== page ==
One of my granddaughters momentarily gagged on a sticky piece of Mozzarella on her pizza when she was eight years old and even now as a young adult does not eat cheese of any kind. I have also heard people say, “When I was in the second grade the music teacher said I should just mouth the words of the songs we sang because I could not carry a tune and even now I do not join a sing-along.” I recently overheard a luncheon table-mate at a conference I attended explaining her passing up all the vegetables: “When I was a child, my mother forced me to eat vegetables.” The person who had noticed replied, “That was a long time ago.” The fact that emotionally charged situations leave powerful signs in the mind, “Never eat cheese!”, “Do not sing out loud!”, “Defend your right to refuse vegetables!” whether or not the situations were actually life threatening (like chocking) or now relevant (like singing in key) seem beside the point. They endure in our instinctive memory as protections against feeling threatened. Our nervous systems, for complex reasons that certainly include genetics as well as life experiences, mark certain situations as dangerous and we respond as automatically as the foot goes onto the brake when the light turns red up ahead.
I’ve also recognized other patterns in my mind that the Buddha would have named as the affliction of Nervous Worrying and Fretting. I imagine signs in my mind that say,“When in doubt, worry. This might be a catastrophe.” I am glad to have the opportunity to teach about my experience because it reassures people that whatever afflictive habit they struggle with—lusting, raging, doubting, or surrendering too easily to despair—is workable. Recognizing an afflictive mind habit as just a habit—an annoying and painful one, certainly—but fundamentally just a habit is what makes it workable. I tell people that I am a Recovering Fretter. I am still easily startled: “Why doesn’t she call me back?”, “Why is he so late?”, “What if [anything] happens?” Alarmed responses still arise in my mind in situations of ambiguity. What is different now is that I recognize the signs of alarm. I can say, “There goes my fretting response again, just ready to take over my mind. I do not have to do that. I can wait and see what happens next.” The more I practice that, the better I get at it.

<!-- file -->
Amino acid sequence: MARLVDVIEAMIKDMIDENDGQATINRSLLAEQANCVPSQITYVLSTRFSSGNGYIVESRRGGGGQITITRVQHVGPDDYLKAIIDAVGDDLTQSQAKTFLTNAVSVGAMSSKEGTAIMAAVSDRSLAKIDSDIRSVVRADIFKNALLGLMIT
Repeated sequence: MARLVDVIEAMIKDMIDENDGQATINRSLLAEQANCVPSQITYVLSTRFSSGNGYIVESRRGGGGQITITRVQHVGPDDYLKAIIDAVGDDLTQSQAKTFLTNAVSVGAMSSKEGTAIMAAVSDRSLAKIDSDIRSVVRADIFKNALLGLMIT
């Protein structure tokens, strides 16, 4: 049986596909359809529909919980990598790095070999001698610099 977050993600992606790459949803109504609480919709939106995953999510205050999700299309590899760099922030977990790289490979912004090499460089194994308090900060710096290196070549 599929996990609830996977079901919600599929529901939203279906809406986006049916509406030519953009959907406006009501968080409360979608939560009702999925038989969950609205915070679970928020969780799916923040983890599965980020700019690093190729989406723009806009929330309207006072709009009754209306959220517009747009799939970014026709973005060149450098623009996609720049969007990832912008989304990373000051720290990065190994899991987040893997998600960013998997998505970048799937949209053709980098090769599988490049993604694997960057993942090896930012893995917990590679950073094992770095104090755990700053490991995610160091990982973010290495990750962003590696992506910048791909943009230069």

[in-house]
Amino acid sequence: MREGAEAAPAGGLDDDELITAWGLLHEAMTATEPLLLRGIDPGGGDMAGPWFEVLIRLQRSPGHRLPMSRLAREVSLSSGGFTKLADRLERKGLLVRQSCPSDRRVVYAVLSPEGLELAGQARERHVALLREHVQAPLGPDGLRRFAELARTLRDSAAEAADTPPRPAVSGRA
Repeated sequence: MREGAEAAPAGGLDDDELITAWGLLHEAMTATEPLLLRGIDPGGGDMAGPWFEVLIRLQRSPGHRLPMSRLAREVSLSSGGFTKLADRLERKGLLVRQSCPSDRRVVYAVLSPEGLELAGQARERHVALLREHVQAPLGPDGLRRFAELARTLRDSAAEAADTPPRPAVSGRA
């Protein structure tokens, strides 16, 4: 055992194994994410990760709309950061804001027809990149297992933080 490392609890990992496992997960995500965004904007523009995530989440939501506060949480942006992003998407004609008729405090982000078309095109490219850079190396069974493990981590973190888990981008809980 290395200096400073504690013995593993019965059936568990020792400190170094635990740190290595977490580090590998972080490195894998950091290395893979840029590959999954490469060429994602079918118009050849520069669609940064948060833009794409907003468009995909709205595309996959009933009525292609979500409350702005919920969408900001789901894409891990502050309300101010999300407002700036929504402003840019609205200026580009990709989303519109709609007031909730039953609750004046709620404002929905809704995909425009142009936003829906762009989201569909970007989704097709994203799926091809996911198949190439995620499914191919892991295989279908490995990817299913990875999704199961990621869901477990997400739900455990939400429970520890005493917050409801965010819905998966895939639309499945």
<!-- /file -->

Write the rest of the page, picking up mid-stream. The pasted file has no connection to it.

It often happens when I teach about afflictive habits of the mind that someone suggests, “Of course you have fretful genes. You have Jewish genes, inherited from generations of people whose lives were imperiled because of their identity.” I don’t know. My parents were not nervous people. And, when I poll any large group of people I’m teaching about their most afflictive mind habit, about half raise their hands and they aren’t Jews. It’s mysterious.
In situations of terrible trauma, like battlefields, some people come away with long-enduring signs in their minds, “Fall to the ground when you hear a loud noise!” That life-saving injunction in battle becomes a painful life-limiting reminder in peace circumstances that often requires trauma psychotherapy and loving communal support as well as compassionate mindful awareness. The awareness, “This is a habit and so it can change,” is a crucial step in recovery.
Sometimes the source of a sign in the mind is obvious. Knowing it is there is important. Compassionate mindful awareness begins the de-activation of limiting signs in the mind, regardless of their origin. Erasing signs entirely might not be possible. I am hoping to accustom my mind to noticing when a painful response is about to fill my mind so that I can say to myself, “Relax! No need to feel frightened [greedy, angry, exhausted, or insecure]. You can choose otherwise. Take a breath. Now is now.”